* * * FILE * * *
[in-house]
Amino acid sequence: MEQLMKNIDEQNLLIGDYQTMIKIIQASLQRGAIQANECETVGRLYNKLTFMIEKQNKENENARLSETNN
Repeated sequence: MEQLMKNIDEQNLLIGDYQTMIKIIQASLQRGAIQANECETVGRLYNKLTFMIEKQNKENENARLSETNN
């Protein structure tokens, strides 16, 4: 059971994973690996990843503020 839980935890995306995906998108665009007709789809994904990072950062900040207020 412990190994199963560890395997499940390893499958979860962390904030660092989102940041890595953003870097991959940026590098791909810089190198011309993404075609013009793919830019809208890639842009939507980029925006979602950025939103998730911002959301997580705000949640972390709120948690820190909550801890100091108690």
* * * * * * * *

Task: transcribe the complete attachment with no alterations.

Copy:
[in-house]
Amino acid sequence: MEQLMKNIDEQNLLIGDYQTMIKIIQASLQRGAIQANECETVGRLYNKLTFMIEKQNKENENARLSETNN
Repeated sequence: MEQLMKNIDEQNLLIGDYQTMIKIIQASLQRGAIQANECETVGRLYNKLTFMIEKQNKENENARLSETNN
């Protein structure tokens, strides 16, 4: 059971994973690996990843503020 839980935890995306995906998108665009007709789809994904990072950062900040207020 412990190994199963560890395997499940390893499958979860962390904030660092989102940041890595953003870097991959940026590098791909810089190198011309993404075609013009793919830019809208890639842009939507980029925006979602950025939103998730911002959301997580705000949640972390709120948690820190909550801890100091108690």